It goes with the human need to classify or name everything. I believe people are more comfortable if they can attach a genre or a form to any given creative work, and it aids marketing decisions. If the book has been labelled a romance by its publishers, it may not be a compelling sell to someone who prefers science fiction or fantasy, regardless of the book’s innate merits. And the opposite holds true. However, there are works that can be called “unclassifiable”. Thomas Pynchon Jr’s The Crying of Lot 49 made critic and editor David Pringle’s hundred best books of fantasy despite being labelled a post-modernist work by many. It could be argued it is a whodunit as well.
Another example of the unclassifiable would be Mervyn Peake’s Gormenghast series of books. Despite being set nowhere we can relate to or know about, there’s nothing overtly fantastic or supernatural in the books. Everything that happens in these ostensible fantasies could happen in downtown Lismore. As Pringle says though, they’re “undeniably strange” but they avoid easy categorisation. Sometimes the artist themselves dislike categorisation of their works. American author Don DeLillo stated in an interview that he doesn’t view his work as post-modernist or any other genre and as he says: “I’d prefer not to be labelled. I’m a novelist, period. An American novelist.”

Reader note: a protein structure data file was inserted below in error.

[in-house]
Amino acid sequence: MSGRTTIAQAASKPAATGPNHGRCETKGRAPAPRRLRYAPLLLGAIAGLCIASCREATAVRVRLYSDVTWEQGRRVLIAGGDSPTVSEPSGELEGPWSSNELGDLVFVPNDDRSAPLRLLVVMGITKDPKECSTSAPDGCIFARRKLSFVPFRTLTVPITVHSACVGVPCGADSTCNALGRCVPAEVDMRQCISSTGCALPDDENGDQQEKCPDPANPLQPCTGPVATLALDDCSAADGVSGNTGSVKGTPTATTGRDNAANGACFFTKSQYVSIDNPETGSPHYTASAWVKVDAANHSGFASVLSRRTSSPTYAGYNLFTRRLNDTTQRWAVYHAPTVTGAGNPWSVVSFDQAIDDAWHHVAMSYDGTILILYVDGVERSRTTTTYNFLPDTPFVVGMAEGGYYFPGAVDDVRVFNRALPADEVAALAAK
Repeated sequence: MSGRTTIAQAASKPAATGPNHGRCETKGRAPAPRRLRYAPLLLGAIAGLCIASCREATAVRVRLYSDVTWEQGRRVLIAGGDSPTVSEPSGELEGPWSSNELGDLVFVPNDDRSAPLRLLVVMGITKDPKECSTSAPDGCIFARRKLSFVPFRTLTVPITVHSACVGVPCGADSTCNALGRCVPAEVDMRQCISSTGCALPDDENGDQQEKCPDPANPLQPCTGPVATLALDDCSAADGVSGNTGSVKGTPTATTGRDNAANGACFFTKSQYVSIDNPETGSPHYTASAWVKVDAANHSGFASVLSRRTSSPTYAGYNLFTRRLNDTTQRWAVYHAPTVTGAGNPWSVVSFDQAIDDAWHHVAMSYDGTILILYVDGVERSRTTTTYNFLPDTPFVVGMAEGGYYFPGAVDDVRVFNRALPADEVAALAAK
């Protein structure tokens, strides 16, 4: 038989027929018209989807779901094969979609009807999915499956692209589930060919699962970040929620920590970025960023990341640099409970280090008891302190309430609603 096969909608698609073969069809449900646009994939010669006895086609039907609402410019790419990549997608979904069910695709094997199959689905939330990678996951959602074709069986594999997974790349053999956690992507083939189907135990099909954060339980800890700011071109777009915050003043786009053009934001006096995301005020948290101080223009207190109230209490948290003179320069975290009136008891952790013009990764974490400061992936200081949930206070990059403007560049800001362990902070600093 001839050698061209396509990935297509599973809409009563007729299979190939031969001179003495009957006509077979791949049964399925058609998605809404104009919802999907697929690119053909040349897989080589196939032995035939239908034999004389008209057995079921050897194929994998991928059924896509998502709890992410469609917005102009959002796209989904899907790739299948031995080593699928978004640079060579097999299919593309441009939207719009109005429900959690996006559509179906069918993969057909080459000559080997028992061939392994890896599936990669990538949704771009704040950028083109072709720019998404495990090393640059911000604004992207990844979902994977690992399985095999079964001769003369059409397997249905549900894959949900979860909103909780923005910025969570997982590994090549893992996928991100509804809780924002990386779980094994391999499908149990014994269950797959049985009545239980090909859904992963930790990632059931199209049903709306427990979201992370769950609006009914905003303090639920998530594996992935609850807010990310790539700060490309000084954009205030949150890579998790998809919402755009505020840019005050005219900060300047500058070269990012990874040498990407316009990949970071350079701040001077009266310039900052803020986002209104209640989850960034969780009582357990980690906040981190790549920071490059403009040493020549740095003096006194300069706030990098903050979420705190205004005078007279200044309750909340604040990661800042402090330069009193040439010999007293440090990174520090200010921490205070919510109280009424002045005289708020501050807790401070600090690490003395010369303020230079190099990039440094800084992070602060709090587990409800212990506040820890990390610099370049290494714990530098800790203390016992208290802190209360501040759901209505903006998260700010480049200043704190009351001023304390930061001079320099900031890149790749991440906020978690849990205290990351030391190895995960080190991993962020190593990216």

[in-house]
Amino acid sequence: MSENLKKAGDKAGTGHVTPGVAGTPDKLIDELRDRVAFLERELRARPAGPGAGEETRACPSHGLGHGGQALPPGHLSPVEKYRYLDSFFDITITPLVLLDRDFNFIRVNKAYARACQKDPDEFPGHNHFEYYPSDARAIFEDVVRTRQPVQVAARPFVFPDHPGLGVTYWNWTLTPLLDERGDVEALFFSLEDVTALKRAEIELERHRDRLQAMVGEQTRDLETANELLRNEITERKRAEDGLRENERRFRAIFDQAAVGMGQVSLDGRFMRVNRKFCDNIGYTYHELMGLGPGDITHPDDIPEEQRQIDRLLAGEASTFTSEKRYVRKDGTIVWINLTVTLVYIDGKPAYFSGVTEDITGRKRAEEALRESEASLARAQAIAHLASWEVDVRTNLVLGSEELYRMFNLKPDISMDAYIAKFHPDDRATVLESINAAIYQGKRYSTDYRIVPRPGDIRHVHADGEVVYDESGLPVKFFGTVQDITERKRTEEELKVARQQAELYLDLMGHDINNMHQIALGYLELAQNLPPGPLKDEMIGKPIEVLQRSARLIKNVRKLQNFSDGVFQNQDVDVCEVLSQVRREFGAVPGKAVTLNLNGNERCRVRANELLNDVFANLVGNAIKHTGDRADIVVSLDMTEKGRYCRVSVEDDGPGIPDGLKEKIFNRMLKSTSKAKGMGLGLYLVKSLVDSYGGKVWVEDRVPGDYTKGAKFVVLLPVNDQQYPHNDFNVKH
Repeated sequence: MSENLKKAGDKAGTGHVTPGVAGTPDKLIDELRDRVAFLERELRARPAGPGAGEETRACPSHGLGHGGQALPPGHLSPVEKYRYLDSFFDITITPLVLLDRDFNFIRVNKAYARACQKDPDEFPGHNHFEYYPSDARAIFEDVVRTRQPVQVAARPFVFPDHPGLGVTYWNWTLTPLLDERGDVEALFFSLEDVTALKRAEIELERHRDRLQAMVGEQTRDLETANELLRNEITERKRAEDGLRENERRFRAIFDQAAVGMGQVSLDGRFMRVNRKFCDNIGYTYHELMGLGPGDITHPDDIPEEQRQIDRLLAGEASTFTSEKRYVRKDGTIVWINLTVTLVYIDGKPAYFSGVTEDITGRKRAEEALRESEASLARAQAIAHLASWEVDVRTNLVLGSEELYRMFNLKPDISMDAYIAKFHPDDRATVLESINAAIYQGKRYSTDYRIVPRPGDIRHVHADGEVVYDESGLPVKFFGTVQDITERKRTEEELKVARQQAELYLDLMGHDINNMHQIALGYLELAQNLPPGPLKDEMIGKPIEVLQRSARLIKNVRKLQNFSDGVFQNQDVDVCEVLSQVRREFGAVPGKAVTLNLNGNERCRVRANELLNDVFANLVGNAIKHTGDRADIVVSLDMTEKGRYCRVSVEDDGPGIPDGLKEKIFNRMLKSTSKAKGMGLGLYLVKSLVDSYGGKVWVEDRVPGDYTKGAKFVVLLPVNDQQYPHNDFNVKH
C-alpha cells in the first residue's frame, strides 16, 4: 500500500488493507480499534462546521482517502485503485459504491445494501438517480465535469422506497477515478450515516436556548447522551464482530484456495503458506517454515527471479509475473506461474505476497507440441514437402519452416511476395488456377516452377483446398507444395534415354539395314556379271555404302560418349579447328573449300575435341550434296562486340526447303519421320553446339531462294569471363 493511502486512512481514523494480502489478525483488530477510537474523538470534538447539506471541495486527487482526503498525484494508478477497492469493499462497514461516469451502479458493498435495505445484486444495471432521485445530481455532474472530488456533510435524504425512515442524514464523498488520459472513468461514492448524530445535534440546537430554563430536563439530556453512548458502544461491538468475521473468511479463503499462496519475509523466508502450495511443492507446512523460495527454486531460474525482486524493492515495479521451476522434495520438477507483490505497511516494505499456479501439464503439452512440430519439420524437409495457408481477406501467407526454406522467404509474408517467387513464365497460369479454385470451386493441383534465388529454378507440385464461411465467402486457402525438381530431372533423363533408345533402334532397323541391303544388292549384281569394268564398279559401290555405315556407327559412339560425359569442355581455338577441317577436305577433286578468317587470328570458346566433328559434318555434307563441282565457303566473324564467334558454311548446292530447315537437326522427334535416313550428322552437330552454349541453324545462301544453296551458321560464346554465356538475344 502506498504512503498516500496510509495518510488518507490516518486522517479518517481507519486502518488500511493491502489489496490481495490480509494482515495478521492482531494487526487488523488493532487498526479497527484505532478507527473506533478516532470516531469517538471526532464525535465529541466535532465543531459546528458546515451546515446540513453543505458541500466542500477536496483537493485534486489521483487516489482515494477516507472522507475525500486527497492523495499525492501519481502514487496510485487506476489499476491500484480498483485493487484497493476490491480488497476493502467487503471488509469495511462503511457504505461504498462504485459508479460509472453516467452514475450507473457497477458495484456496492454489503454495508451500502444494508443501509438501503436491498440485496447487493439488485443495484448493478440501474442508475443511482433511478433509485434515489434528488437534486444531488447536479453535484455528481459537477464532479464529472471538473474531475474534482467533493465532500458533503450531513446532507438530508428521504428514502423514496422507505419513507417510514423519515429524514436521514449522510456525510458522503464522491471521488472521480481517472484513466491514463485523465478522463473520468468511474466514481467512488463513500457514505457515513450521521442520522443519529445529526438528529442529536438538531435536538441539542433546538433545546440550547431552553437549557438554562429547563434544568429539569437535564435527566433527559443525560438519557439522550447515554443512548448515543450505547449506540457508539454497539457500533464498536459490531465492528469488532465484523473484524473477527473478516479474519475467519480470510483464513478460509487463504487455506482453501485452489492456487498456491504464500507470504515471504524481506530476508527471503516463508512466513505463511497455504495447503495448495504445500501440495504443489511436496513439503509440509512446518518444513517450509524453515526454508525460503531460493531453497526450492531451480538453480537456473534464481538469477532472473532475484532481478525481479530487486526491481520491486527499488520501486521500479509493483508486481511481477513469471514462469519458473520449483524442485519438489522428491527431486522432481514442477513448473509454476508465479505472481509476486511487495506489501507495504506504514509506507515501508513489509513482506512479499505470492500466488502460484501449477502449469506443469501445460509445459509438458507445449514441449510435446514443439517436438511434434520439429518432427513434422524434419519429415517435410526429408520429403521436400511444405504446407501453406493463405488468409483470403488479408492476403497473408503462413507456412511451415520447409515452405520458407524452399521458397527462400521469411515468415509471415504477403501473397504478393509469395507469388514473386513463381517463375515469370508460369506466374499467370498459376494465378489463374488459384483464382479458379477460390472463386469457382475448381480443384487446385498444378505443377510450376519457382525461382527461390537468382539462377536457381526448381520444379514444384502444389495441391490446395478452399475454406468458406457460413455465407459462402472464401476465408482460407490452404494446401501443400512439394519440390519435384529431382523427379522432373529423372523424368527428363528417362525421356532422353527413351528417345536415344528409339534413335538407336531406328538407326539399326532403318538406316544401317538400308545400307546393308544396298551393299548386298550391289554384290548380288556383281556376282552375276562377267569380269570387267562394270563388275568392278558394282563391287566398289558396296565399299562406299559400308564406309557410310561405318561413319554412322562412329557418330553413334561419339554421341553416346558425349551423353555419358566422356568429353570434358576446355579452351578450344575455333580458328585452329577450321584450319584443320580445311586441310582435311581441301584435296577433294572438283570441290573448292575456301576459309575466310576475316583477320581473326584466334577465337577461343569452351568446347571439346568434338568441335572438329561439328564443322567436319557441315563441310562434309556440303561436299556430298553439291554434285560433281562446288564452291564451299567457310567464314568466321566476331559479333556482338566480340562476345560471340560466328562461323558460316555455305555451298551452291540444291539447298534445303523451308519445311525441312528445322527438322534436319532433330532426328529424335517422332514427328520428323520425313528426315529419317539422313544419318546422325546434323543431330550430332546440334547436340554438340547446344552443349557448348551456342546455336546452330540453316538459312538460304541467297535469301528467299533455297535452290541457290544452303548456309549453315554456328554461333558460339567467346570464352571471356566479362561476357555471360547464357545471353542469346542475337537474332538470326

So, an argument could be made that categorisation is a tool solely there to help people make buying choices.
DePietro, T 2005, Conversations with Don DeLillo, University Press of Mississippi, Jackson. p. 115
Pringle, D 1988, Modern Fantasy: The 100 Best Novels, An English-Language Selection, 1946-1987, Grafton, London